HOLDERNESS • A BRIEF EARLY HISTORY
In 1751 the township of Holderness had been asked for and granted. On October 15th, in that year, His Excellency, Benning Wentworth, laid before the council a "petition of Thomas Shepard and others, inhabitants of the Province, praying for a grant of His Majesty's lands of the contents of six miles square on Pemidgwasset river, to which the Council did advise and consent. Thomas Shepard's petition was signed by sixty-four persons, to whom accordingly the grant was made. The decisive defeat of the French at Quebec, in 1759, removed that terror from this region. The land was open for safe occupation. In 1761 Governor Benning Wentworth issued grants for eighteen townships. It was under one of these grants that Holderness was finally settled. It incorporates into a township a piece of land six miles square. In Holderness it amounted to eight hundred acres. The charter gave the township thus erected the name of New Holderness.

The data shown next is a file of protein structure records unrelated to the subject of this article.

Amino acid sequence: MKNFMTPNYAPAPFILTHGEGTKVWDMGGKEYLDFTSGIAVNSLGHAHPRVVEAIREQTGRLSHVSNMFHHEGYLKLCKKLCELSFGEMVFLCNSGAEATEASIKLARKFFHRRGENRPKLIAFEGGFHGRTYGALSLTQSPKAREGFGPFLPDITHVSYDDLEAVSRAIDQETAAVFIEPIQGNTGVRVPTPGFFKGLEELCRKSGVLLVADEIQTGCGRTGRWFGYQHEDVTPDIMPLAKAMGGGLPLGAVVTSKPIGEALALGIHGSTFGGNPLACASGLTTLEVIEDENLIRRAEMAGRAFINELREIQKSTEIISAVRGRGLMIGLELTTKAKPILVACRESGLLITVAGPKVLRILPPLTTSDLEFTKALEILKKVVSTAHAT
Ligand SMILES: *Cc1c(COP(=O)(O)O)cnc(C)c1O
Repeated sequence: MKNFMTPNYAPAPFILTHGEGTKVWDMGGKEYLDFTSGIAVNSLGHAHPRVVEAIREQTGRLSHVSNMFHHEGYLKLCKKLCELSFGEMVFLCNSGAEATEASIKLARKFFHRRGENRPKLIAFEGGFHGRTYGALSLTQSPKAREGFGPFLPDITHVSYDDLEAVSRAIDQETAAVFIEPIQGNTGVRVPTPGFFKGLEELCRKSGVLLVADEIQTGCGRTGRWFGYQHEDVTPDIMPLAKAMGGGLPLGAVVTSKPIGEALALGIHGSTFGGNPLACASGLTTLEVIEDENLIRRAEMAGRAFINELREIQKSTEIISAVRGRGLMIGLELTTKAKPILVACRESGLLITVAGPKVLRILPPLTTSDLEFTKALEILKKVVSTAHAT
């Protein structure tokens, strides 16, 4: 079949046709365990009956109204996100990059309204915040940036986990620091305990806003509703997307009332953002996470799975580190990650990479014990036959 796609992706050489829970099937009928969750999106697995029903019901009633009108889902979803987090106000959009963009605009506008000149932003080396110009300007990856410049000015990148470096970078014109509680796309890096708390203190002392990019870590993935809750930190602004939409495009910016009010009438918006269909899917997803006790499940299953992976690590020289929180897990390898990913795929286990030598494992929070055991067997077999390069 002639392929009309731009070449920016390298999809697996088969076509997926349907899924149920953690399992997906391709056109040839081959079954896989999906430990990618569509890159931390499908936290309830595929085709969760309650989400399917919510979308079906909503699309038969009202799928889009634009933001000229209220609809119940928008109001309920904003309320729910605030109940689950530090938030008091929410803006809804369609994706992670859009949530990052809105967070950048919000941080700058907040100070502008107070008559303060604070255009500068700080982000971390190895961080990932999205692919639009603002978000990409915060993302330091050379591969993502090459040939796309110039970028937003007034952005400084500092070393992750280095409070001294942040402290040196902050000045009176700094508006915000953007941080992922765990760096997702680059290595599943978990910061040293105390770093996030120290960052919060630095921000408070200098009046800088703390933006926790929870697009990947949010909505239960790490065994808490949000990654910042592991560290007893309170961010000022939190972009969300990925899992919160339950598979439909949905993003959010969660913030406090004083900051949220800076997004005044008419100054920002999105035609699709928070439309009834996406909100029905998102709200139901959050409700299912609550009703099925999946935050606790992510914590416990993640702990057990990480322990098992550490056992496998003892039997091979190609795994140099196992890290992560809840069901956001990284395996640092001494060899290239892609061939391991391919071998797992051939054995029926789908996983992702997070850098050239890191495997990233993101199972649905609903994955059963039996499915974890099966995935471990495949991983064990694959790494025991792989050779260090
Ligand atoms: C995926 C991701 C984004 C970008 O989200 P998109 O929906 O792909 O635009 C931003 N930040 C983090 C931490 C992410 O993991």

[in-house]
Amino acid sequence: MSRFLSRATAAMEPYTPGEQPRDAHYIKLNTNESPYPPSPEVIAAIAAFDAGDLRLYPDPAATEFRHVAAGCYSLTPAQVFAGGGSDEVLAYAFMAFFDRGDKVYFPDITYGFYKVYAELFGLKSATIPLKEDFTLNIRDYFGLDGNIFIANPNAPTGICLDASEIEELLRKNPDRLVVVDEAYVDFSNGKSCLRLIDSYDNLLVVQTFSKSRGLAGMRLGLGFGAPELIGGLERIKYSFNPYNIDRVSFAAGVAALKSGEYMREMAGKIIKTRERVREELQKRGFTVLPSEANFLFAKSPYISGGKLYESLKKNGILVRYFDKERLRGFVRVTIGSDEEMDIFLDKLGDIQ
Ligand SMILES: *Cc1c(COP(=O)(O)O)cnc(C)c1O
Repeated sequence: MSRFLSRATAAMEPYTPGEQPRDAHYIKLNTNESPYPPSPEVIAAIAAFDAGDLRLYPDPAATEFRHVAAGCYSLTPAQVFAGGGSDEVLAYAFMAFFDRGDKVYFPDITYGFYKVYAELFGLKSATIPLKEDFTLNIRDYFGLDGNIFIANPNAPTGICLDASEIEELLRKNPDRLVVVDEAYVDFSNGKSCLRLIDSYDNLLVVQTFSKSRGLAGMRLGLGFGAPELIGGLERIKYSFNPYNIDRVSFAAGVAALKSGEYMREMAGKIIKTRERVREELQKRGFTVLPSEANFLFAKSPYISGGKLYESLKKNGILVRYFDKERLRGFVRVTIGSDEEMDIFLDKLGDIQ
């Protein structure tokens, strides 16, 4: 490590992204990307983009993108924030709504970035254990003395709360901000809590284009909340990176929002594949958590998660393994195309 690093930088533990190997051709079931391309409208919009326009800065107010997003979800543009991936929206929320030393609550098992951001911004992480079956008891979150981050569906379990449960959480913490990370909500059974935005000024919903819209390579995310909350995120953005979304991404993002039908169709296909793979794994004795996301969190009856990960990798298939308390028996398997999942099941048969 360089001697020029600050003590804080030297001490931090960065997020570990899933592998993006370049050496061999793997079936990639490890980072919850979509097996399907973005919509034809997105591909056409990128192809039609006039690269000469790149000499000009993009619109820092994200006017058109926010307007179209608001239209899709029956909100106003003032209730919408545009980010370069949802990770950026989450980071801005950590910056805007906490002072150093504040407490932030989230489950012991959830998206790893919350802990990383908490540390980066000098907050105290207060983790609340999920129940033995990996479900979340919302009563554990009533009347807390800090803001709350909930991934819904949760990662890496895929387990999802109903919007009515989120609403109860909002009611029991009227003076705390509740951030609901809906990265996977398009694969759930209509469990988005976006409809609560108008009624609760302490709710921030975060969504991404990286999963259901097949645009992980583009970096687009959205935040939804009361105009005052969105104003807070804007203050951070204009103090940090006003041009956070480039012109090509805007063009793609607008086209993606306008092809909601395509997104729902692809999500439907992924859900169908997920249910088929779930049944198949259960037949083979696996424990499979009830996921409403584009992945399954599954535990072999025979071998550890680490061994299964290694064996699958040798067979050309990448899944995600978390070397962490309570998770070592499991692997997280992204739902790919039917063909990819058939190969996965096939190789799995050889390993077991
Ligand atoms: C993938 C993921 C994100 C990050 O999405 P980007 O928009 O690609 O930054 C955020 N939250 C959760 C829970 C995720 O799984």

The first settler of New Holderness was William Piper and his wife Susanna. She was John Shepard's daugher. John Shepard had been a ranger with Robert Rogers, and eloped with Susanna Smith. When the War of Independence came on, he purposed to remain neutral, but was arrested by overzealous patriots and put on parole at Exerter. This so altered his ideals of neutrality that on being released he prompltly donned the uniform of the British service. He was killed in action on shipboard off the Grand Menan. His daughter Susanna, on her marriage to William Piper, had her father's lot for dowry. It lay between Squam Lake and White Oak Pond, on the west side of the connecting brook. There, in 1763, they build a cabin and set up housekeeping, and thus began the actual settlement of Holderness.